The trick with supercomputers, if there is any at all, is that a zillion incremental changes across the system add up to step function improvements in performance and scale. And it is this attention to detail, which is happening in every network stack and computational framework used in HPC and AI, that makes real progress possible. We are not covering this new stream triggered technique because it can double HPC and AI application performance, but to illustrate the principle that many small incremental steps, way down deep in the hardware architecture and in the gorp of the system software is what makes that step function high step it.
To test the stream triggered GPU onload technique for MPI, HPE grabbed the Nekbone benchmark from the CORAL-2 procurement software stack that led to the three exascale-class machines created by the US Department of Energy. Nekbone is one of the core kernels in the Navier-Stokes solver called Nek5000. One of the microbenchmark kernels, which does nearest neighbor processing, pulled out of Nekbone used for performance testing is called Faces, and this is the one that HPE used to test nodes based on AMD Epyc processors and AMD Instinct GPUs, presumably at Oak Ridge but maybe in a lab. (The paper is not clear.) We do know the Faces test was run on eight nodes with eight MPI processes per node, and eight nodes with one MPI process per node.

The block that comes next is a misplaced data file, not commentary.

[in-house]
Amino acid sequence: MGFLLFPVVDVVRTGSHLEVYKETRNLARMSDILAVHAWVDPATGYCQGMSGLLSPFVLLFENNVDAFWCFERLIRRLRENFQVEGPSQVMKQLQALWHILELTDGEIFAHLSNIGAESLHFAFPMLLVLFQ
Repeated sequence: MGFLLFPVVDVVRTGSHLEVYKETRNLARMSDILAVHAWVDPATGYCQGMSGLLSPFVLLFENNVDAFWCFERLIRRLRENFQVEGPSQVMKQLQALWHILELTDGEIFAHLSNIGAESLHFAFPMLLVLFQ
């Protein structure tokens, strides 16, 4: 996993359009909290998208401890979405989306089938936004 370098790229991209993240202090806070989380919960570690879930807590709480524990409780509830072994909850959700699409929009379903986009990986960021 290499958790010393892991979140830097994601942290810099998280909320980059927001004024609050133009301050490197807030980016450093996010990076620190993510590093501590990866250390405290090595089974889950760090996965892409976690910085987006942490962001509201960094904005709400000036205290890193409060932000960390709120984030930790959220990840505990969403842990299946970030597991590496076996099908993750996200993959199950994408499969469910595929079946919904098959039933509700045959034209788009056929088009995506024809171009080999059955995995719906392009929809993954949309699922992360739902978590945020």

In the former, the performance of the Faces test showed a 10 percent performance leap over the plain vanilla MPI implementation. Like this:
But when there is only one MPI process per node, the performance increased by 4 percent to 8 percent:
HPE notes that this is just the beginning of this research, and it is working to “identify options to fully offload the ST communications semantics to get the maximum performance benefits from new interfaces.”
What we were wondering is this: Wouldn’t all of this MPI processing more naturally be performed on a DPU? Perhaps in the long run, it will be. But for now, in an architecture without a DPU, shunting some of the MPI work off to the GPU looks to be a good stopgap measure.
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“MPI data movement is done through Remote Direct Memory Access methods, pioneered with InfiniBand adapters decades ago,”
Hmmm… Meiko delivered RDMA in the CS-2 machines in 1994, so at least five years before Infiniband. The “Elan” network interface supported secure remote direct memory access which didn’t require a system call to be made, or that pages were locked down.
One of the people who worked at Meiko on that design is now a senior architect for HPE working on their interconnects 🙂
(See Meiko CS-2 interconnect Elan-Elite design
by Jon Beecroft, Mark Homewood, and MorayMcLaren https://doi.org/10.1016/0167-8191(94)90061-2
or this machine at LLNL: https://www.top500.org/system/167126/ )
OK, fair enough. But were these mainstream?
Side note – the word “leap” made me think improvement, but the graph shows an increase in timings (decrease in performance) over the baseline for the 8×8 case.